In-House Services

Screen Printing

A brief history of Screen Printing

Screen printing has its origins in simple stencilling, most notably of the Japanese form (katazome). The modern screen printing process originated from patents taken out by Samuel Simon in the early 1900s in England. This idea was then adopted in San Francisco, California, by John Pilsworth in 1914 who used screen printing to form multicolor prints in much the same manner as screen printing is done today.

Screen printing took off during First World War as an industrial process for printing flags and banners. The use of photographic stencils at this time made the process more versatile and encouraged wide-spread use. The term silk screen has not been in use within the industry since the mid-1940s when the use of silk was discontinued because of its use in the war effort. Since that time, screen printing has used polyester material for the screen mesh.

Screen printing was pioneered at the Jepson Art Institute by printmaker Guy McCoy, who was among the first to develop the techniques of silk screen printing as a fine art medium. Herbert Jepson was also the founder of the Western Institute of Serigraphy.

history cited from Wikipedia

Screen Printing collage image

Using a four-colour process and a fully automated press, there is no screen printing job, large or small, that we can't handle! Our 8-Colour press can output up to 500 units per hour! This means a quick turnaround time for large jobs. And because of the automated process, the work is always consistent and of the highest quality.

Artwork is limited only by imagination, and colour choices are virtually limitless. We use in-house custom mixing to make sure the colours are just right, and can implement metallic (gold and silver) colours, and even glow-in-the-dark!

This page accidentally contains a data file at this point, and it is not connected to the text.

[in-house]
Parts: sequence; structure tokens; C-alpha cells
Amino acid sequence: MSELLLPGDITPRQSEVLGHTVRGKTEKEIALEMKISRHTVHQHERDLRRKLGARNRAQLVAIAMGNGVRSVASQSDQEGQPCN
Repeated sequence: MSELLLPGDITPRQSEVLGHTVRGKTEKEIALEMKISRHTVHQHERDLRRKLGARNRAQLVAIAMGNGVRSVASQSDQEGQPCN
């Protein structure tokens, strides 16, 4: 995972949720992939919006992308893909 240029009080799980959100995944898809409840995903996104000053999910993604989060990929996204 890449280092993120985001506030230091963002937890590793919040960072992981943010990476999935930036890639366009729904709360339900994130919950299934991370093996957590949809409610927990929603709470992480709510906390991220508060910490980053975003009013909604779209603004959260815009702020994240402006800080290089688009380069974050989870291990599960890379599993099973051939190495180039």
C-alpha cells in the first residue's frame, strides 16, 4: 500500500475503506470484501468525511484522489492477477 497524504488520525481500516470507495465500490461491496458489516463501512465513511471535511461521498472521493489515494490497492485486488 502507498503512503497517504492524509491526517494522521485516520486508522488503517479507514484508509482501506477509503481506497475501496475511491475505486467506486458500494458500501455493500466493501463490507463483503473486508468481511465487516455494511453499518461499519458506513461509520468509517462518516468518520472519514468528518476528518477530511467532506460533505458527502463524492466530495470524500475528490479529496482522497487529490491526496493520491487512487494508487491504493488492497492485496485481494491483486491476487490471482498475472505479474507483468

Screen Printing can be done on a large variety of materials, including cotton, polyester, rayon, as well as signage materials (i.e. corrugated plastic etc.), and our gas-powered dryer ensures consistent curing that will last!

The Screen Printing Process

Artwork

The artwork is where it all begins! Whether you've got existing art, or you need us to create something for you, Graphix Plus has you covered!

Artwork must be converted or created in a vector* format to provide a crisp, clean, easily resizable graphic, that may be separated into colours for output to film positive for the next step in the screen printing process. Applications used to create vector graphics include Adobe Illustrator, and Corel Draw.

Film Positive

After colour separations are complete, film positives are printed out...one for each colour in the screen print. Velum or a film composite is the commonly used medium for film printing.

Screen Burning

Using the film positives, the screens used for the printing itself are burned using a UV-intensive exposure unit. It works similarly to processing photographs. An emulsion covers the entire screen, and upon being exposed to the UV light, is removed. Emulsion underneath the printed part of the film disappears, leaving a perfect positive imprint, ready for printing! A separate screen must be created for each colour being printed.

Screen Mounting

Once all screens are burned, they must be set up on the press for printing. Graphix Plus boasts both a manual, and fully-automatic press, allowing us to manage all sizes of jobs. Precision is a must when mounting the screens on the press, as proper alignment is critical for a proper print. Careful measurements are taken to ensure a quality screen print.

The Print

With the screens mounted in proper position, the printing begins! A squeegee is used (on both the manual and automatic press) to spread each colour of ink over the screen, onto the garment, which has been applied to a revolving palette underneath the screens. A UV lamp instantly cures the ink once the squeegee has passed, readying the garment for the next colour. Once all colours have been applied, the garment is put through the dryer, inspected for quality, and shipped out!

*Vector graphics are defined as the use of geometrical/mathematical equations to represent an image, allowing stretching, resizing, skewing and easy modifications to be made without any detrimental effects as opposed to *raster/bitmap graphics.

*Raster/Bitmap: An image defined by a series of pixels. Although high-quality bitmap graphics can be created, they lose quality when resized or reshaped.

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